"You’re not hotchick123, you’re Sarah and we’re going to meet up in a couple of days, so you may as well be upfront about what your name is!" Given the internet's shady past in anonymity and identity obscurity, she places great importance in grounding the app in a sense of reality."When someone comes through the system they’ll receive a message saying you can either give us your number and we’ll call you, or you can send us a private message on Facebook.Although that doesn’t sync with your account, we’ll be able to see if you look legit or not.
Yet this is something Robyn Exton and Emily Moulder deal with every day.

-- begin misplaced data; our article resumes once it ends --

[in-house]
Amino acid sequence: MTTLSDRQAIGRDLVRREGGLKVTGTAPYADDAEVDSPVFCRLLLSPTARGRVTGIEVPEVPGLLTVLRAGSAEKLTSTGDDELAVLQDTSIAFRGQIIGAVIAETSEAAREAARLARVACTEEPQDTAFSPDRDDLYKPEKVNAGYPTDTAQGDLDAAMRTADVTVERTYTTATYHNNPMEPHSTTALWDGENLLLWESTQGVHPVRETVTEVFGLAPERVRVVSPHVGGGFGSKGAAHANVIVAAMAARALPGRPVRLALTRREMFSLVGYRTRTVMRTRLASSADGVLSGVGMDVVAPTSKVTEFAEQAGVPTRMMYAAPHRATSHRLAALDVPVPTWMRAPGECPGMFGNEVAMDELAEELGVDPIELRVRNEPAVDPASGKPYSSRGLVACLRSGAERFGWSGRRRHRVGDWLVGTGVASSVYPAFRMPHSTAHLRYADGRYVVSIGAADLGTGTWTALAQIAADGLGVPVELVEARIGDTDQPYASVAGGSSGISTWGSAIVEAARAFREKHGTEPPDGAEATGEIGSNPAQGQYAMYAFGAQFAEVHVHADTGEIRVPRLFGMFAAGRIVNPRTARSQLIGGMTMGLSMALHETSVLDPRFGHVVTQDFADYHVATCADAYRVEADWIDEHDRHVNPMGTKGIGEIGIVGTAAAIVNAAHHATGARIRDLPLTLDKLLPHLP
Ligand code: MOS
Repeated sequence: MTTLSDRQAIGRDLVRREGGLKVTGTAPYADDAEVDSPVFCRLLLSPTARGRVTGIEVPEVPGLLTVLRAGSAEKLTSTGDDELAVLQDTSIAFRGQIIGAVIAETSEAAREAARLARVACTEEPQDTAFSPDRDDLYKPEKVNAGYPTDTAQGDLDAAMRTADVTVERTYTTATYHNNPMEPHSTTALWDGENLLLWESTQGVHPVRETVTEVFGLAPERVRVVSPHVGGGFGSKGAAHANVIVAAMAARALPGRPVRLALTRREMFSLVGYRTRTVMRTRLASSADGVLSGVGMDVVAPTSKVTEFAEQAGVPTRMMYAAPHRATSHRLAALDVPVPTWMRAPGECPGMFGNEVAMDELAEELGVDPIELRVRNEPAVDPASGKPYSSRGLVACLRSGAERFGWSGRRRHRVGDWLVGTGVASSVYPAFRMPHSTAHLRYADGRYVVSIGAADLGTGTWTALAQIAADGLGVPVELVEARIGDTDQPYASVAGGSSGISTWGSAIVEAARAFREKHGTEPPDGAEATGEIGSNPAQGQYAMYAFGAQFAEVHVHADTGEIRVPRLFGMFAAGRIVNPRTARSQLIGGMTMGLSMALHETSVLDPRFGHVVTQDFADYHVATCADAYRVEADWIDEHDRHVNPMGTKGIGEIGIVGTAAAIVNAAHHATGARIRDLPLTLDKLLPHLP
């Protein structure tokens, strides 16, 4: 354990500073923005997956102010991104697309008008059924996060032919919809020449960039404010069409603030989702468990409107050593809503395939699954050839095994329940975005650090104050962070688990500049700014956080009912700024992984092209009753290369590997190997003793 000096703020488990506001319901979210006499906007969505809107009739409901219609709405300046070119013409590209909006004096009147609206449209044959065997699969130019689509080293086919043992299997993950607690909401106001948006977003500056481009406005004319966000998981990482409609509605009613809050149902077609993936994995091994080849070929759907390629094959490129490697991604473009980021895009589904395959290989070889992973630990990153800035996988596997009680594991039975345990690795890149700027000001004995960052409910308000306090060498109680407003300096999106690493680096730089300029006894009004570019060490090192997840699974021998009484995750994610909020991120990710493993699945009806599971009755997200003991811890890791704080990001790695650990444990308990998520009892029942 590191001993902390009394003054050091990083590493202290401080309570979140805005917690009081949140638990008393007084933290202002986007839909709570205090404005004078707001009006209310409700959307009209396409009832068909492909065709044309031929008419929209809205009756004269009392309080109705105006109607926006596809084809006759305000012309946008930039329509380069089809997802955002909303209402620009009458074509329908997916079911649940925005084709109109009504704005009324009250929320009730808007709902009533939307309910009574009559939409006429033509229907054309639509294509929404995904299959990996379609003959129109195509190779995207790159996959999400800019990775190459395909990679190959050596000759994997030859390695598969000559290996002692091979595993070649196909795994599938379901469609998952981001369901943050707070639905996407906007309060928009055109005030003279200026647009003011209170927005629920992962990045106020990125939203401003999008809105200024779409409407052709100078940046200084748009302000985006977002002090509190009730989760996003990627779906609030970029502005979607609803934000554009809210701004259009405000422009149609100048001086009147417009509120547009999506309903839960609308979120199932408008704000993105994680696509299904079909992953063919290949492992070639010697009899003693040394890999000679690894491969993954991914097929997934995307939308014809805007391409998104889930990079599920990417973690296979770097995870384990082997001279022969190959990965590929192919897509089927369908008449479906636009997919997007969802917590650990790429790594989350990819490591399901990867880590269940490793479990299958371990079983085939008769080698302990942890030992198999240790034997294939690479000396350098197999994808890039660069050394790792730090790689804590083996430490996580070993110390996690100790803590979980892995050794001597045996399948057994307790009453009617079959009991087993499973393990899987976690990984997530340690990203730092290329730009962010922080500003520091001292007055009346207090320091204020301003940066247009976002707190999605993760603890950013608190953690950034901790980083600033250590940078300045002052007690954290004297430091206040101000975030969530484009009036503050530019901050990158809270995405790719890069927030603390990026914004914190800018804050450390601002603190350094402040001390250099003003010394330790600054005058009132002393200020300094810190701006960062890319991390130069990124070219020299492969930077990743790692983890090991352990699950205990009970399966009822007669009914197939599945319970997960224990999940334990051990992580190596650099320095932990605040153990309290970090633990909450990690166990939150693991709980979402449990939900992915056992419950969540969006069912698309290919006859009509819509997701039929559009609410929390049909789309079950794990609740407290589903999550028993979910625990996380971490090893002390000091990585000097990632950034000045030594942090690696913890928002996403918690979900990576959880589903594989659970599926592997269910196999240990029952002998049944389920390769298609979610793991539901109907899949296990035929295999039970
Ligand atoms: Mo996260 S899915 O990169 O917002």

It’s just the differences in how men and women behave; for guys it’s great because they’re happy to take that risk a lot quicker and say ‘Fine, let’s meet up’.
Women just don't ever do it that way." The app features Pinterest-style image boards to indicate the user's interests, such as cats, their dream holiday or the book they're currently reading.
The men who are obviously men will fail that test, and some will fall off the system and we'll never hear from them again." Dattch also check supplied email addresses against a third-party supplied data base to see if it's been used to create accounts elsewhere on Twitter, Linked In or Foursquare and provide a likelihood of the user being a real person, and also a woman.
There is, Robyn concedes, an amount of human judgement made over who they let join, but the team are more likely to err on the side of caution rather than acceptance.